News about rogue repair shops alarmed a lot of consumers, especially laptop owners and users. PC Pro readers wanted to identify rogue traders, along with Sky News, they launched an undercover investigation. Through the camera lenses, technicians were caught stealing passwords, over-charging for basic repairs, and scouring over private photos.
The Set Up
Problems with computer and laptop repair shops are increasing and becoming serious. So, Sky News launched an undercover exercise, identifying the culprits, and the reason why customers get a raw deal. The test involved a faulty laptop loaded with spy software. These devices were taken into different rogue repair shops for diagnosis. Spector Pro was programmed in the laptop for recording purposes, triggering screen snapshots and allowing a silent startup. Digiwatcher was also installed to secretly film anything that would occur on the machine.
The Undercover Exercise
In order to push through with the undercover, the team needed to create a fault in an ordinary laptop, loosening one of the memory chips. This won’t allow Windows to load. But, to repair it, pushing the memory chip into the slot and rebooting the machine would do. The laptop was also loaded with different data like documents, log-in details, holiday photos, MP3s and curriculum vitae. The only thing missing now are the targets, the rogue repair shops. PC Pro readers and Sky News teamed up in tracking down PC repair shops with bad reputations. Poor customer service was likewise expected.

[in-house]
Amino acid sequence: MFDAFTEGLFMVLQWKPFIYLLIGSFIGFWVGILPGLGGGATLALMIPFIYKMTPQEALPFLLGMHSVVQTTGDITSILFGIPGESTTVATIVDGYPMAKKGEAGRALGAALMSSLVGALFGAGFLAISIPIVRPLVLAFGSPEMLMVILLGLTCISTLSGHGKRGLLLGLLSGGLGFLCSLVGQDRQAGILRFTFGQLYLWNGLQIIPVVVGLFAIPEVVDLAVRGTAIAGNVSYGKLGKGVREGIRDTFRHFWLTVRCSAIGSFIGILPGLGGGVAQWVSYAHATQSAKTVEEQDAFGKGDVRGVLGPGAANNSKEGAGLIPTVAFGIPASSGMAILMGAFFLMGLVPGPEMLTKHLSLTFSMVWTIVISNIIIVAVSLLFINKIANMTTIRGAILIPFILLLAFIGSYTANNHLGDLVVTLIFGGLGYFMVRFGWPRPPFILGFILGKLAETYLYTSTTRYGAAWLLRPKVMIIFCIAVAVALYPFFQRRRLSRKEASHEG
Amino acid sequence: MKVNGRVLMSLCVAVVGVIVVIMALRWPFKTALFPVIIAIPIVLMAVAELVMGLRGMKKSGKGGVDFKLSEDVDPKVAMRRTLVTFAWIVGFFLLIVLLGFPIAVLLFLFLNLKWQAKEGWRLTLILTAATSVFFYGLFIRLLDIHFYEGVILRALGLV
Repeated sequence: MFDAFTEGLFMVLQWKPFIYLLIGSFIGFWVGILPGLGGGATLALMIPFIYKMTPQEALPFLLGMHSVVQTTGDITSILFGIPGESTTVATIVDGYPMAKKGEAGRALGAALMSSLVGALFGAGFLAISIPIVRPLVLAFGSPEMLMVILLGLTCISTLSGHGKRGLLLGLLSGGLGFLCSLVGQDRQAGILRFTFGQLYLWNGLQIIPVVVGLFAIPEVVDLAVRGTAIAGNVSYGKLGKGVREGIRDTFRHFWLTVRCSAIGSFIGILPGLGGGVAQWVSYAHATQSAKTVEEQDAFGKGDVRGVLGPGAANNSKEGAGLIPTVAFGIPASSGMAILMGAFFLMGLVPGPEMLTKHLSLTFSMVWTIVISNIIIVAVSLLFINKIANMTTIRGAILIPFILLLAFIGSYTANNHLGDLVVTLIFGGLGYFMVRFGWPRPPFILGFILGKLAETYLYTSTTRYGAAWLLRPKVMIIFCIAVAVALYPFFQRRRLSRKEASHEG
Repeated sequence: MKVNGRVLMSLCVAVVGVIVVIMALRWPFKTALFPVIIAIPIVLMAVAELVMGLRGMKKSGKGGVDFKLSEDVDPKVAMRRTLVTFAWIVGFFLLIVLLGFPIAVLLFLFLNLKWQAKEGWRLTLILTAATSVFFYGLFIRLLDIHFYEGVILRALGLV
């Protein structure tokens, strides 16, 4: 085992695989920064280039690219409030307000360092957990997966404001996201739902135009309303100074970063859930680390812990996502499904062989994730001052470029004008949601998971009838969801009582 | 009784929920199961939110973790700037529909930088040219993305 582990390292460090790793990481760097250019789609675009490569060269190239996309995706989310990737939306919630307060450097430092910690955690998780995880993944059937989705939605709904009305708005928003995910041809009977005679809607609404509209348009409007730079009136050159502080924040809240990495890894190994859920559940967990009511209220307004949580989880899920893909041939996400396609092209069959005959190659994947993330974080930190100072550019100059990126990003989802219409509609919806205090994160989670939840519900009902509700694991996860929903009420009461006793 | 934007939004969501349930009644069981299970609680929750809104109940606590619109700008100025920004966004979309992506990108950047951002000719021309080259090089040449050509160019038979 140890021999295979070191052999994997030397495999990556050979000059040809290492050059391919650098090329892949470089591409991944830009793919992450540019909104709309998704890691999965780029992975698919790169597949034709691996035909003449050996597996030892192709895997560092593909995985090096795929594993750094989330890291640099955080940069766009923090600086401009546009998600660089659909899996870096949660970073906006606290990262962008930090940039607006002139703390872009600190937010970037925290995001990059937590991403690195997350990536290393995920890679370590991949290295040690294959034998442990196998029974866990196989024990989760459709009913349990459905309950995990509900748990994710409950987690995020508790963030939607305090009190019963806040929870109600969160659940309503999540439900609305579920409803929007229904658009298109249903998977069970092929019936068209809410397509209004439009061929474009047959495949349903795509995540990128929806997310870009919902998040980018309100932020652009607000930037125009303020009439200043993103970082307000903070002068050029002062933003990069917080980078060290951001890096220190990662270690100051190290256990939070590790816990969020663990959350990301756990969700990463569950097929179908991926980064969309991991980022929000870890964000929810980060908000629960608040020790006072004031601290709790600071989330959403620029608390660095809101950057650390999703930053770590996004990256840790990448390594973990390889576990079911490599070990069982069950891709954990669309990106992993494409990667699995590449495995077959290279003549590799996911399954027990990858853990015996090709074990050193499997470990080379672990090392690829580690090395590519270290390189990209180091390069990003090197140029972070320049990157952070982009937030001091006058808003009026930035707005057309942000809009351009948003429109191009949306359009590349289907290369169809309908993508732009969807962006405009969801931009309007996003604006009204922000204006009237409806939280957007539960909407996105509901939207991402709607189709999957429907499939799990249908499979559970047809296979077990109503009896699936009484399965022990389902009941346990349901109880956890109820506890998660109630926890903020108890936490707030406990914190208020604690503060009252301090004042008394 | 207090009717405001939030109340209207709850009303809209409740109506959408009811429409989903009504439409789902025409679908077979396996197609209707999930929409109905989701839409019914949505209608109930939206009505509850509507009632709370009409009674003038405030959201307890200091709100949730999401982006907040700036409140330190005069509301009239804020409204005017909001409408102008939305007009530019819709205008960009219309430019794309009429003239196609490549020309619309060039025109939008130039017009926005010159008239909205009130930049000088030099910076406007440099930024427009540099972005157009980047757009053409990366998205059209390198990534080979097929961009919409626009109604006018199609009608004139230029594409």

Based on Recordings
The faulty laptop was brought to a repair shop that offered a free diagnosis. The spy software revealed extraordinary things, based on recordings. The technician immediately discovered the loose memory chip and pushed it back right to its proper position. The laptop was rebooted and repaired. However, the technician started to browse through the machine’s hard drive, opening a folder labeled as “private”. The folder was filled with holiday photos of one of the researchers, including intimate snaps while wearing a bikini. The technician stared at the pictures one at a time, and showed them to his co-workers.
Later on, the technician called the researcher, who was posing as a client and was told of further diagnosis. He said that the laptop’s motherboard was faulty and needed replacement, which normally costs 130 pounds, but going to bargain it at only 100. He logged off after more scouring. Surprisingly, another technician was caught searching through the hard drive, accessed log-in details and copied them with his own memory stick. Overall, these revelations are only caught in one of the rogue repair shops, and further investigations are yet to be revealed.